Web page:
In the future, almost every device will be a network device. Some of these devices will be large and immobile, like movie or television screens. Others will be small and portable, like wallets, watches, or cellular phones. All will be hooked up to the global network. It is often objected that most people do not want to read a book online, and that is indeed true given today’s display technologies. But here, again, the times are changing. Researchers at MIT have invented a kind of ink that turns a sheet the thickness of a piece of paper into a black-and-white monitor, and they are working on a color version. Within a few years, breakthroughs in display technology will make extremely high-resolution monitors commonplace. People will be able to carry their computers or even to wear them as clothing and will be able to use these computers, in any place and at any time, to send telephone, mail, video, or fax messages; to do their shopping or banking; or to receive news and entertainment. At home, the telephone, the personal computer, the mail box, newspapers, newsletters, magazines, the tape deck, the VCR, and the CD player will be replaced by one or more all-purpose devices, and one will be able to interact with these devices using ordinary speech commands.
In the future, people will doubtless still make books and other consumable information and entertainment products, but increasingly, these will become not primary delivery mechanisms but objects of art. It is no accident that at the same time that Project Gutenberg (http://www.promo.net/pg/) is assembling the largest collection of online books that the world has ever seen, the staff of the rare book division of the Wellesley College Library is hosting a show of handmade books—books as art objects rather than as mass media.
Most commentaries on the coming digital convergence concentrate on high-profile, jazzy applications like online movies, but the emergence of the global network and of wireless connections will also have profound effects on the everyday devices that we use. Consider, for example, the automobile. Via wireless connections, automobiles will be able to access GPS data (see http://www.redsword.com/gps/apps/index.htm) to pinpoint a person’s location or to provide street-by-street maps (of the kind that can already be found online at http://www.proximus.com/yahoo). There is no good reason why other consumer products and appliances might not be hooked to the global network as well. A home heating system, for example, might communicate with the local power plant or with a national power grid and adjust itself to achieve energy efficiency and low cost. Ranges, stoves, microwaves, and refrigerators might communicate with food products manufacturers, cookbook publishers, and food delivery services. The possibilities for such networked appliances are enormous. All that awaits is the genius (that good old Yankee ingenuity, often found, these days, in places like Singapore, Taiwan, and South Korea) needed to figure out the applications. Who knows, the Edison of the digital appliance might be learning his or her multiplication tables in some elementary school as you are reading this.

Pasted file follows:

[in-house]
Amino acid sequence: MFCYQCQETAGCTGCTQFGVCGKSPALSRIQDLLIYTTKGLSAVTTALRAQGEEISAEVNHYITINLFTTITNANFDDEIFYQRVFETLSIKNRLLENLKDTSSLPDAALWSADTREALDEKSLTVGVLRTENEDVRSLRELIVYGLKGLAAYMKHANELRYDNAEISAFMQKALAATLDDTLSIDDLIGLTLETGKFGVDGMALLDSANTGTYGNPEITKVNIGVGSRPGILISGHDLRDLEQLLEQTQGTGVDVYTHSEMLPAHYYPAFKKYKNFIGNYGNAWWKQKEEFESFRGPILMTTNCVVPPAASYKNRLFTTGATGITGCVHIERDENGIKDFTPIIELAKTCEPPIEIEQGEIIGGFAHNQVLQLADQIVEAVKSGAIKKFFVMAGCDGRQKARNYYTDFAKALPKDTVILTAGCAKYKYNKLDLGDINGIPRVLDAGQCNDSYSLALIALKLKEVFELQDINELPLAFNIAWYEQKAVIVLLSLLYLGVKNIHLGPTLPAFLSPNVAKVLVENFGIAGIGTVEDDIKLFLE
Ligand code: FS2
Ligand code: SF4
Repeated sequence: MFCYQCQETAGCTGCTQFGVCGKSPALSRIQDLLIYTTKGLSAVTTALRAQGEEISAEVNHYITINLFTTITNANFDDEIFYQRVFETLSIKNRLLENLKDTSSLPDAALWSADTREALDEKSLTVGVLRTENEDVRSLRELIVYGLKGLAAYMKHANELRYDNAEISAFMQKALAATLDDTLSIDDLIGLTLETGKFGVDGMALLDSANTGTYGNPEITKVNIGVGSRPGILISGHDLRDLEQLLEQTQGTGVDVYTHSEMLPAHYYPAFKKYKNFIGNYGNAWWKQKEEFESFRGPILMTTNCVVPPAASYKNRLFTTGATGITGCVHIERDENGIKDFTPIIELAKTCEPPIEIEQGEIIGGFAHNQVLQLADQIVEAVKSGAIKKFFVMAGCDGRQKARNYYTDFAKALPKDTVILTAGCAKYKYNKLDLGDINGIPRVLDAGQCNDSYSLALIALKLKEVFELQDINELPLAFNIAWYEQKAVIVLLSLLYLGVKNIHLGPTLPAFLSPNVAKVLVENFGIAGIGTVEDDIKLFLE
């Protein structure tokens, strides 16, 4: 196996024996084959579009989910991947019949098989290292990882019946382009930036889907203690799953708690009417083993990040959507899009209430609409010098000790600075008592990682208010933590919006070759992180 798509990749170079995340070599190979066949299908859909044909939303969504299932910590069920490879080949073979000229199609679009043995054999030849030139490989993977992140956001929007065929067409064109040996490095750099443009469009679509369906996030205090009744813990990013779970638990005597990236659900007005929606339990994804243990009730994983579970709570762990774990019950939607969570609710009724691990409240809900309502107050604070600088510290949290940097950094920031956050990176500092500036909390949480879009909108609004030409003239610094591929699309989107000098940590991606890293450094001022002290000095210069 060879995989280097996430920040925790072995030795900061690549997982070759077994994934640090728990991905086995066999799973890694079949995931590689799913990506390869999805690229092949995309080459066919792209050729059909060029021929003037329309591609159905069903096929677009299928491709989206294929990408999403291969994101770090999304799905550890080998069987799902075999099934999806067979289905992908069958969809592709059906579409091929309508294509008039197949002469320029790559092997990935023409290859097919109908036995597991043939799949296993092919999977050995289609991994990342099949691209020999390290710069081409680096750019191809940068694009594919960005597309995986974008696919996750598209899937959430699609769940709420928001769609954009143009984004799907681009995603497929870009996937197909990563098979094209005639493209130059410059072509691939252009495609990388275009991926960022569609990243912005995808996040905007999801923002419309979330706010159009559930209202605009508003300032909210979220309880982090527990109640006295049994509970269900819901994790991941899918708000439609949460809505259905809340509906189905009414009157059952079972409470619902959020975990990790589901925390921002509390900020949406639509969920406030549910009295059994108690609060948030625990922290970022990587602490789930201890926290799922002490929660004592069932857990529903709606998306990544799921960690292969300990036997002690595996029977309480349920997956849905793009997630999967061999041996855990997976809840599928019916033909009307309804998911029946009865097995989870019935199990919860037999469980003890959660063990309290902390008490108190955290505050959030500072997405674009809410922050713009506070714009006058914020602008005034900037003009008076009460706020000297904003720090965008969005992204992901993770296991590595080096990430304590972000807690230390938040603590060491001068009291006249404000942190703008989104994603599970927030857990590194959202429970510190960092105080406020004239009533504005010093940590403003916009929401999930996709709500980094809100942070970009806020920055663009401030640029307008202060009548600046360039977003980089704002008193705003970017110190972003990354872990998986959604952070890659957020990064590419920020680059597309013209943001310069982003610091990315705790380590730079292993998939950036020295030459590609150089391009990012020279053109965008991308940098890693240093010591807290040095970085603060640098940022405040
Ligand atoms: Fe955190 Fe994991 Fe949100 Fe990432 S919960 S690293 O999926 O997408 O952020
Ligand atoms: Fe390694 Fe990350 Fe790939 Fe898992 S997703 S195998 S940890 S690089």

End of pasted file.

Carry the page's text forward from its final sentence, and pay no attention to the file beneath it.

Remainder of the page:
A lot remains to be worked out. Cable, telephone, and entertainment companies are busily trying to position themselves for the digital future. They know that in that future they will be general media companies operating over the global network. There will be companies that provide and maintain the hardware and software for the global network, and there will be content providers, but the old distinctions among the cable company, the telephone company, the television network, the news wire service, and so on, will become part of technological and cultural history. Despite the occasional horror story in the astonishingly Luddite popular press, more and more people are realizing that conducting commercial transactions via the Internet is at least as safe as conducting them over the telephone. New technologies, such as digital watermarks, are being developed to protect intellectual property online. Plug-ins and helper applications for playing multimedia over networks are improving, as are engines for real-time videoconferencing and 3-D interactions using avatars, or virtual proxies. To date the courts have largely held the line against censorship, encryption schemes, the outlawing of links to others’ sites, and other legislative obstacles to the development of the online world, and the FCC has continued to relax the regulations against entry of media and telecommunications companies into markets previously closed to them.
The coming digital age
holds much promise. It will extend human abilities and shrink space. It
will make available to ordinary people, worldwide, resources that Caesar
Augustus, Kublai Khan, or Louis XIV could not even have dreamed of. The
real possibility exists for a renaissance of human potential, not just
in so-called "developed countries" like the United States, Germany, and
Japan, but over the entire globe. Certainly, traditional societies will
encounter threats from the global network to their mores and ways of life,
but the global network also promises to give those mores and ways of life
a wider audience. The astonishing variety of the present-day Internet is
but a small taste of what is to come. The future is but a mouse click away.